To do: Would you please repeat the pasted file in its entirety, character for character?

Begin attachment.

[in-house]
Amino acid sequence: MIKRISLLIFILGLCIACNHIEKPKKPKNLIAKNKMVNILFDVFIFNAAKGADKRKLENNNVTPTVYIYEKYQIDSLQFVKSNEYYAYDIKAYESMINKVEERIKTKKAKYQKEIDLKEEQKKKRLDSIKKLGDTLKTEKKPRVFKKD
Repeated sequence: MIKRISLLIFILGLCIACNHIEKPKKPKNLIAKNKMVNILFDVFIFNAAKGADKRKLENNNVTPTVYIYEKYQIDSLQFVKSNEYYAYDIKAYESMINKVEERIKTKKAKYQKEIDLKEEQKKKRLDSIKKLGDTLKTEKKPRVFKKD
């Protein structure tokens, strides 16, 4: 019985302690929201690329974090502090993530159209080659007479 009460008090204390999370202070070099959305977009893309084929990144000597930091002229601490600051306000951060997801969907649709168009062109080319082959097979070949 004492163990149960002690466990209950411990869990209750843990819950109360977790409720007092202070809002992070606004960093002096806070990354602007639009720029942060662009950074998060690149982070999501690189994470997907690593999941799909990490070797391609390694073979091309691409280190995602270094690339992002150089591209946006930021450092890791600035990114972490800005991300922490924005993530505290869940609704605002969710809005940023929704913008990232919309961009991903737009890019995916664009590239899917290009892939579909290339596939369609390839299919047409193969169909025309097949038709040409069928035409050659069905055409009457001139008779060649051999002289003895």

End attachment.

[in-house]
Amino acid sequence: MIKRISLLIFILGLCIACNHIEKPKKPKNLIAKNKMVNILFDVFIFNAAKGADKRKLENNNVTPTVYIYEKYQIDSLQFVKSNEYYAYDIKAYESMINKVEERIKTKKAKYQKEIDLKEEQKKKRLDSIKKLGDTLKTEKKPRVFKKD
Repeated sequence: MIKRISLLIFILGLCIACNHIEKPKKPKNLIAKNKMVNILFDVFIFNAAKGADKRKLENNNVTPTVYIYEKYQIDSLQFVKSNEYYAYDIKAYESMINKVEERIKTKKAKYQKEIDLKEEQKKKRLDSIKKLGDTLKTEKKPRVFKKD
């Protein structure tokens, strides 16, 4: 019985302690929201690329974090502090993530159209080659007479 009460008090204390999370202070070099959305977009893309084929990144000597930091002229601490600051306000951060997801969907649709168009062109080319082959097979070949 004492163990149960002690466990209950411990869990209750843990819950109360977790409720007092202070809002992070606004960093002096806070990354602007639009720029942060662009950074998060690149982070999501690189994470997907690593999941799909990490070797391609390694073979091309691409280190995602270094690339992002150089591209946006930021450092890791600035990114972490800005991300922490924005993530505290869940609704605002969710809005940023929704913008990232919309961009991903737009890019995916664009590239899917290009892939579909290339596939369609390839299919047409193969169909025309097949038709040409069928035409050659069905055409009457001139008779060649051999002289003895």